When Patrick O’Brien walked up the avenue on 6th February 1860 to become the first pupil to be enrolled in Terenure College he could hardly have envisaged that 160 years later the College would have grown to what it is today. A young boy from Rathgar, O’Brien was soon joined by a small number of other boys to form the first classes in Terenure College or to be precise The College of Our Lady of Mount Carmel, Terenure, as it was known on its foundation in 1860.
By 1861 the College had established itself and marked day pupils and boarders among its registers. Boys coming locally from Rathgar, Rathmines, Rathfarnham swelled numbers quickly and boarders are recorded as coming from as far afield as Donegal and Kerry. From overseas and recorded in the registers from 1866 came one boy from New Zealand, James Simpson and from Cape Town in South Africa came five boys – the three Begley’s, Joseph, Arthur, and John; together with Edward Keating and Denis McAuliffe. James Carey from South America, likely Argentina, entered the school in 1867. Quite how or why these boys travelled such distance to be schooled in Terenure remains a mystery. It was unlikely due to rugby connections as rugby hadn’t established itself in the College at this time. We cannot claim an All Black or Springbok!
It is likely they arrived in Terenure due to Carmelite connections in their own countries and the promise of a Catholic education.
Denis McAuliffe during his time in Terenure, was not unknown for getting into mischief and frequently according to records was reprimanded. For all of that, Denis survived his time in Terenure and became a priest in the 1870’s and the first South African to be ordained in the Catholic Church. According to accounts he loved his time in Terenure College and often recounted his experiences with great affection and fondness. He is known to have written with great joy about playing rugby in the early years of the school. Interestingly when Fr McAuliffe passed away in 1938 at 87 years of age he was then recognised as the oldest past pupil of Terenure College and – the oldest priest in Africa.
Classes and sports
The curriculum in the early days of the College was extensive: it included Christian doctrine, English, elocution, Latin, Greek, French, history, geography, mathematics and science, together with drawing, music, and dancing. Yes- dancing! The number of sports catered for appears limited with little evidence of an extensive sports programme during the early years of the College. The sports that we know were prominent in early life of the College were handball and cricket. Cricket was very popular in the College in the 1860’S and 1870’s. This isn’t particularly surprising as in Ireland during this period cricket was played in every village and town and was hugely popular. Some villages claimed more than one cricket team such was the popularity of the sport.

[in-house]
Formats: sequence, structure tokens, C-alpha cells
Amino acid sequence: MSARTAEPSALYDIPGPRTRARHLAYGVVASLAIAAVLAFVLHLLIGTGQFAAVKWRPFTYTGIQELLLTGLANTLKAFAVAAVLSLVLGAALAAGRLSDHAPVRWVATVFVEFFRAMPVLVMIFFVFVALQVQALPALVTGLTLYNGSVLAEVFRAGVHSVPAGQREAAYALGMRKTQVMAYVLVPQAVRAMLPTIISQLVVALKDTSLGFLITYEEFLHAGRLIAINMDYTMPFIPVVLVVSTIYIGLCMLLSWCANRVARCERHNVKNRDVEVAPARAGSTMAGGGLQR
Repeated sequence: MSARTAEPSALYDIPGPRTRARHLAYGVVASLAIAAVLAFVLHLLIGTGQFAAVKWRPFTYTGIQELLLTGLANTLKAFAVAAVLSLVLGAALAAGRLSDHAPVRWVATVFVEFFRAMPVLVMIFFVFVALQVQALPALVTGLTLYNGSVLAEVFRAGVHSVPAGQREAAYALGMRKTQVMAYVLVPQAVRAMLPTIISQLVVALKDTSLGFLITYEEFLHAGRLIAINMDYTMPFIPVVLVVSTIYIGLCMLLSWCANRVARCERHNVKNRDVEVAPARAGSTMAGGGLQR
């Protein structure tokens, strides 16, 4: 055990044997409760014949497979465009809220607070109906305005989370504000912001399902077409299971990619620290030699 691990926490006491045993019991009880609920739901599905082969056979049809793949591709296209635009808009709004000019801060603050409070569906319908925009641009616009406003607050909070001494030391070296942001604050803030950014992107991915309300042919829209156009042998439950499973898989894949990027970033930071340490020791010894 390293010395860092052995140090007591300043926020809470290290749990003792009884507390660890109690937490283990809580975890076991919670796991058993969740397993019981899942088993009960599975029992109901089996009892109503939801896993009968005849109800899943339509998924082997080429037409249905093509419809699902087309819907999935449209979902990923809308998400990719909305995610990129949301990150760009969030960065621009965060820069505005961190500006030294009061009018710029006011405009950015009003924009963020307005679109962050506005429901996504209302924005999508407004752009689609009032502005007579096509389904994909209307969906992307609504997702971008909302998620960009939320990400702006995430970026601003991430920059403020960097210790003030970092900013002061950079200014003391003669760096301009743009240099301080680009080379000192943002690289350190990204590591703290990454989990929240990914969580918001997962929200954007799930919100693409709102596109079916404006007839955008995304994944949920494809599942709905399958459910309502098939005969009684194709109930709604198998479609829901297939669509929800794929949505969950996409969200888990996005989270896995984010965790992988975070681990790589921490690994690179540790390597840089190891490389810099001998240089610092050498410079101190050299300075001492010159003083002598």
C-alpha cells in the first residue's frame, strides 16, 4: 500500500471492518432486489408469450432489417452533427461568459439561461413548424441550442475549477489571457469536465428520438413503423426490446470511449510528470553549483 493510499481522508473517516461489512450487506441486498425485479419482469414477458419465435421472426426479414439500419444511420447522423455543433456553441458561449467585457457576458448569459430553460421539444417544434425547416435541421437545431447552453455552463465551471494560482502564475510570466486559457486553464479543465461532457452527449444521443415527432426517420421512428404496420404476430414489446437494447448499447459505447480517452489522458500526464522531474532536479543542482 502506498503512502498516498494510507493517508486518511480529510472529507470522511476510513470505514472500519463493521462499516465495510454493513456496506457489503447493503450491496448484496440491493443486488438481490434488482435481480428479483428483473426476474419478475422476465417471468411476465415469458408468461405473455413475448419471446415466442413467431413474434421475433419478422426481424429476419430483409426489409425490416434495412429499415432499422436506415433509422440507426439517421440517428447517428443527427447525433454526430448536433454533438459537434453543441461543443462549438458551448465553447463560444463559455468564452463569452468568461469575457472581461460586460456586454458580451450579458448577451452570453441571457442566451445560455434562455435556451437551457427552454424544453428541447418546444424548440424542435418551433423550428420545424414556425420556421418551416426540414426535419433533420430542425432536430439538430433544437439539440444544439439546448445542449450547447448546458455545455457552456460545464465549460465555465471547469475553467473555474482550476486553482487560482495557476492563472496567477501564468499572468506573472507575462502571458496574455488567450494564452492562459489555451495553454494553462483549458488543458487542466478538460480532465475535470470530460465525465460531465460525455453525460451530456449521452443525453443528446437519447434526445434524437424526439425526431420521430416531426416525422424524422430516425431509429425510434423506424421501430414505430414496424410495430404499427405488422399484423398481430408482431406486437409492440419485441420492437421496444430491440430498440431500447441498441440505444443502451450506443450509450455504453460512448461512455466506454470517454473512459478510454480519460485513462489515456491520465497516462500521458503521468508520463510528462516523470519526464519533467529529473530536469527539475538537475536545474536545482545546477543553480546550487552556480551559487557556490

Rugby was gaining popularity in Ireland but not many schools have recorded playing rugby during the 1800’s. Rugby clubs were forming, and the game was beginning to grow in playing numbers, but slowly. Football and Tennis are noted in College records as sports offered and played among pupils. It should be remembered that the GAA were formally structured only in 1884 and so many of the so-called ‘garrison’ games were commonplace across Ireland.
Between the years of 1860-80 there are a few press reports of competitive sporting fixtures between Terenure College and other schools. Most of these reports relate to cricket matches. Once such report dated May 1871 details a cricket match between Terenure College and French College, Blackrock (later to become Blackrock College). Terenure is recorded as winners by 27 runs. It of course was a rivalry that was set to continue to grow over the next 100 years but not on the cricket crease but on the rugby pitch.
The first recorded games of rugby appear in the College records from about February 1882. Matches are recorded against St. Galls College and against Academy, Dominick Street. St. Galls College is believed to have been based in Belfast. What is clear from the records is that rugby was gaining in popularity year by year. This is in some measure due to dedicated Carmelites prepared to promote sporting activities among the growing number of pupils in the College. One such Carmelite was Fr Edward Romaeus Stone. He appears as very popular with boys and staff alike and showed a clear passion for sport and recreation. No further reference to rugby appears in the archives or in the press until November 1907. The Irish Times records a match between Terenure College and Mornington, with the college victorious in a tough match by three points. Further reports appear in December 1907 of a victory over Kings Hospital by three tries to one.
It is worth noting that quite a few of the Terenure players went on to join the Carmelite Order and had links to the College for many years as teachers and Priors respectively. Many of these dedicated priests carried the love of rugby with them and were advocates for the game in the College for years to come.
Official school game
Ironically it is a Kilkenny man, Fr Peter Elias O’Dwyer that is noted as having ‘introduced Rugby as the official school game’. This was noted by Fr Robert Heaslip writing in 1958. Coaching took place on a Sunday with a match every Wednesday. Despite a successful run of wins in so called friendly matches Terenure fell to Wesley in the first round of the Cup in 1908. Presumably the Leinster Schools Senior Cup. One was those who played in the 1908 Cup team was Bob Metcalfe. He was later ordained a Carmelite and lived to see the famous Junior and Senior Cup double in 1958. A moment recorded in correspondence between Fr Metcalfe and the Prior. Fr Metcalfe almost overcome in his writings with sheer delight on securing the ‘Double’.
In those early years of rugby in the College the teams played in an all-white jersey with white shorts and white socks. The crest was a simple motif of T and a C on the left side of the jersey. There was no evidence of the Carmelite crest or the heraldic symbols of the hand holding the flaming sword that would adorn the Terenure jerseys in later years. Some pictures of teams in this original white stripe remain today and can be viewed in the College. The jerseys are almost as white as the ghostly faces wearing them. The jersey worn by Terenure teams in the 1920’S and early 1930’s was black with a purple stripe. It was generally agreed that it was very dour, and a white stripe was added sometime in the 1930’s to create the now famous Purple, White and Black.
Setbacks and resurgence
Just as the College was beginning to flourish and grow in numbers the decision was taken to close its doors in 1909. The decision seems to have been based on crippling debts and a lack of interest in support of the school coming from the curia in Rome. It is well documented that the closing caused sadness and disappointment among many. But happily, the College thanks to strenuous efforts of the Carmelite Order in Ireland re-opened its doors in 1917.